The Houston Astros on the other hand would like to be where the Cubs are at currently.  Before they traded away some of their better players, their minor leagues were bare of any talent.  What's there is what they received in the trades of Hunter Pence, Michael Bourn, and Jeff Keppinger.  Some of the pieces that were dealt to Houston in 2010 in the Roy Oswalt and Lance Berkman deals hit the big club during the 2011 season.  This club is at least four years away from being a solid contender again. 

The Astros have been trying to trade away Wandy Rodriguez since the trade deadline this past season.  Colorado is the club that has been tied to Rodriguez the most and they even tried to cut a deal through the waiver wire after the trade deadline.  Not sure if the Astros were wanting too much or what, but a deal wasn't made. 

Rodriguez's Interleague numbers are not that impressive.  In 22 starts, he's 8-10 with a 5.25 ERA and 1.42 WHIP.  While these numbers don't make me giddy, compared to what John Lackey brought to the table for most of 2011, this would actually be an improvement.  With the Red Sox lineup around him, I would figure he could be at least a .500 pitcher with a 4.00 - 4.50 ERA, which is very serviceable.

I don't believe the Red Sox would trade for both of these players, I figure it would be one or the other.  It shouldn't take nearly as much to get Rodriguez.  A trade changes his contract a bit; he's signed through 2013 with a team option in 2014.  If he's traded, the team option turns into a player option.  Considering the amount of money is 13 million in his age 35 season, I would suspect that Rodriguez would take that in a heartbeat.  I would much rather have Garza, but Theo will most likely want too much for him. 

Of the free agent pitchers out there, none of them is a number one starter.  CJ Wilson is looking to get paid like one, but the numbers are just not there.  I don't think the Red Sox can afford him at this point either.  The rumor mill has floated a contract over 100 million, and I'd say to that, let some other sucker pay.  If we didn't have Dice-K & Lackey's contract still on our books, that would be one thing.  We're going to pay out close to 30 million for two pitchers and one isn't going to pitch at all this year and the other one won't be ready to go until June or August at the earliest.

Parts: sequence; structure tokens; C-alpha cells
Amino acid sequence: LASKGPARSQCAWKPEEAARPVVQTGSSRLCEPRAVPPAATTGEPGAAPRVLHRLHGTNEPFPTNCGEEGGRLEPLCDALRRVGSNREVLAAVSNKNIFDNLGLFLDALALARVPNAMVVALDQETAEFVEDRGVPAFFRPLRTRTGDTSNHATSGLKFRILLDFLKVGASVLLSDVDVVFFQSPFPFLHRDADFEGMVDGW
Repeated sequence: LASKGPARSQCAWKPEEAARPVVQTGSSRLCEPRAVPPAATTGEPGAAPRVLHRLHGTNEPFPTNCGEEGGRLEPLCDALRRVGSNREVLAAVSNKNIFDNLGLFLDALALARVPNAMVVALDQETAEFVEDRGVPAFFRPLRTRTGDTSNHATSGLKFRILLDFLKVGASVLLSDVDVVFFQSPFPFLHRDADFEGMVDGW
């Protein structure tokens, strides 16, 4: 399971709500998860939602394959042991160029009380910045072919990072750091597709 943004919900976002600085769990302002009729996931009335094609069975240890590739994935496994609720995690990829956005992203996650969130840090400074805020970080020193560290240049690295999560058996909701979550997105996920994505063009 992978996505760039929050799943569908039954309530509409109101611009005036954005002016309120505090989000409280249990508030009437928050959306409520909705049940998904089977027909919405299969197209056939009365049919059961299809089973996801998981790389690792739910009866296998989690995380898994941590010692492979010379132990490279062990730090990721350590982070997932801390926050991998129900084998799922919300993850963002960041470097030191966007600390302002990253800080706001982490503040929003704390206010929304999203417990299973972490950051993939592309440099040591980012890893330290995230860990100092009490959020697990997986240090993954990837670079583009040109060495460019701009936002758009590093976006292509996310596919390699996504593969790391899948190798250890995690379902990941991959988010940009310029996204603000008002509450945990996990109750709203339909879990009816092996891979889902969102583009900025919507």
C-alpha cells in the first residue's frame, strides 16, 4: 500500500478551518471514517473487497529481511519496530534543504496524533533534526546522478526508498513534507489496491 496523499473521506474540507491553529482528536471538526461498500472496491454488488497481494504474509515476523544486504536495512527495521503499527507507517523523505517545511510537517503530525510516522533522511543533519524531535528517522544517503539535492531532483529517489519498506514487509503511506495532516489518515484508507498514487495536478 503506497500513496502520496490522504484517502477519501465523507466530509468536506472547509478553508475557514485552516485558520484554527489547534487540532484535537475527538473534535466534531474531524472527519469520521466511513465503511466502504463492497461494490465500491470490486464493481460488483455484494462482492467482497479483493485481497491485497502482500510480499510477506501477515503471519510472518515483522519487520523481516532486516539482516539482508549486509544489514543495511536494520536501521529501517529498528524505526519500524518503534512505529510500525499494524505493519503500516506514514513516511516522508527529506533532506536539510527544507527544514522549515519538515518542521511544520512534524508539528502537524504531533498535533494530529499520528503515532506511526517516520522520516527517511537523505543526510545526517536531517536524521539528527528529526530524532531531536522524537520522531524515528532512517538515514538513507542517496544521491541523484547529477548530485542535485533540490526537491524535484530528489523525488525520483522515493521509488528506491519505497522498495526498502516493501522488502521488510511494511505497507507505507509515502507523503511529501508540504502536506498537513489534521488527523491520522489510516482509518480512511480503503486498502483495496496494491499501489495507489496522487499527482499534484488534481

The best candidate for RF would be Ryan Kalish.  He had an injury plagued 2011, but he is exactly the kind of "dirt dog" type of player that we need on the field. If he's ready to go after having season ending neck surgery, we should give him every chance to be the right fielder.  Even if he struggles a bit early on, the Red Sox should let him work it out.  With the core star players the Red Sox have, they can afford to let him work things out like Dustin Pedroia was allowed to during his rookie season.  After a rough first month, he finished strong and was Rookie of the Year. 

I'm beginning to think that the Red Sox were protecting themselves by offering arbitration to David Ortiz.  While Ortiz had a great comeback year in 2011, we cannot forget about his dreadful 2009 and first month of 2010.  If Ortiz wants a three-year deal at his age, he's dreaming.  At this point, a one year deal based off of arbitration (which will be expensive) may be a way that Ortiz gets paid the bucks he wants and the one year the Red Sox want.

If David Ortiz does sign elsewhere, the only free agent that I would sign is Josh Willingham.  Other than his strikeout rate, all he does is hit for power.  If given 120-140 games to play, he's virtually a lock to have 20-30 home runs and knock in 80-90 runs.  He's never been on a winning ballclub team or had the lineup around him like the Red Sox have.  It also wouldn't take as much money to sign him and the best thing is he's right handed.  Other than Youk & Pedroia, all of the top hitters for the Red Sox are left handed.  He would also add some insurance in case Kalish takes a little longer to rehab and can play right field. 

While the holes being filled and trades I'm proposing are not as sexy as a top notch pitcher like Felix Hernandez or signing a big time free agent like Jose Reyes, Carlos Beltran etc., These moves would help the club move forward, shore up some holes and not have to sign another big time 15-20 million per season player.  The organization needs to get the best mix of players they can and try not to give Red Sox Nation another wow signing.  We have enough studs on this team.  Let's fill out the roster with players that are hungry and want to win a Championship!